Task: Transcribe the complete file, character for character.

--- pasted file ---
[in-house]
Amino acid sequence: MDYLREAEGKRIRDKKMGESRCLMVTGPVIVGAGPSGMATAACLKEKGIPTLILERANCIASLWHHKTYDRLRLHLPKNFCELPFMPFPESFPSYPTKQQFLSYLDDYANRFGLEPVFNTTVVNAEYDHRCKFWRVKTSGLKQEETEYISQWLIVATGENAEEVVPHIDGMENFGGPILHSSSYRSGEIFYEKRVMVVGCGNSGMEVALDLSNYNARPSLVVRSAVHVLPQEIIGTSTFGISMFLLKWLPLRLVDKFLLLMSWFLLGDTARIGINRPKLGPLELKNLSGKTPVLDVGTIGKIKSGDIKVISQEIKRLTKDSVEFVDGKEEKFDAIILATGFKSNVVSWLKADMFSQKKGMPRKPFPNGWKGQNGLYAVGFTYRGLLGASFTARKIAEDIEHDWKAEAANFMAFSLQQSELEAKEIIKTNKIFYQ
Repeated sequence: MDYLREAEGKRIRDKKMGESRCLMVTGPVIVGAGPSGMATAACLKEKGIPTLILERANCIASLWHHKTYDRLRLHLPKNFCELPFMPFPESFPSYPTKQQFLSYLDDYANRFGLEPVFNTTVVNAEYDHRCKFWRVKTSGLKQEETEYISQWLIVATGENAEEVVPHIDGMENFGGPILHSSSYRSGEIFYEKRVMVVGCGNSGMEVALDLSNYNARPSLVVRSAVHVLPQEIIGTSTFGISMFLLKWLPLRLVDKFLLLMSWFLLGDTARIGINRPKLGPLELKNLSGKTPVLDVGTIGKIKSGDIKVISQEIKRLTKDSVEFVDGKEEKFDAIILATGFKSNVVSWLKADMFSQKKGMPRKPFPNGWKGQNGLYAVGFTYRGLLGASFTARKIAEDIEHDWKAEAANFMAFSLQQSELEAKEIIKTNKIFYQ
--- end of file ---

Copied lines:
[in-house]
Amino acid sequence: MDYLREAEGKRIRDKKMGESRCLMVTGPVIVGAGPSGMATAACLKEKGIPTLILERANCIASLWHHKTYDRLRLHLPKNFCELPFMPFPESFPSYPTKQQFLSYLDDYANRFGLEPVFNTTVVNAEYDHRCKFWRVKTSGLKQEETEYISQWLIVATGENAEEVVPHIDGMENFGGPILHSSSYRSGEIFYEKRVMVVGCGNSGMEVALDLSNYNARPSLVVRSAVHVLPQEIIGTSTFGISMFLLKWLPLRLVDKFLLLMSWFLLGDTARIGINRPKLGPLELKNLSGKTPVLDVGTIGKIKSGDIKVISQEIKRLTKDSVEFVDGKEEKFDAIILATGFKSNVVSWLKADMFSQKKGMPRKPFPNGWKGQNGLYAVGFTYRGLLGASFTARKIAEDIEHDWKAEAANFMAFSLQQSELEAKEIIKTNKIFYQ
Repeated sequence: MDYLREAEGKRIRDKKMGESRCLMVTGPVIVGAGPSGMATAACLKEKGIPTLILERANCIASLWHHKTYDRLRLHLPKNFCELPFMPFPESFPSYPTKQQFLSYLDDYANRFGLEPVFNTTVVNAEYDHRCKFWRVKTSGLKQEETEYISQWLIVATGENAEEVVPHIDGMENFGGPILHSSSYRSGEIFYEKRVMVVGCGNSGMEVALDLSNYNARPSLVVRSAVHVLPQEIIGTSTFGISMFLLKWLPLRLVDKFLLLMSWFLLGDTARIGINRPKLGPLELKNLSGKTPVLDVGTIGKIKSGDIKVISQEIKRLTKDSVEFVDGKEEKFDAIILATGFKSNVVSWLKADMFSQKKGMPRKPFPNGWKGQNGLYAVGFTYRGLLGASFTARKIAEDIEHDWKAEAANFMAFSLQQSELEAKEIIKTNKIFYQ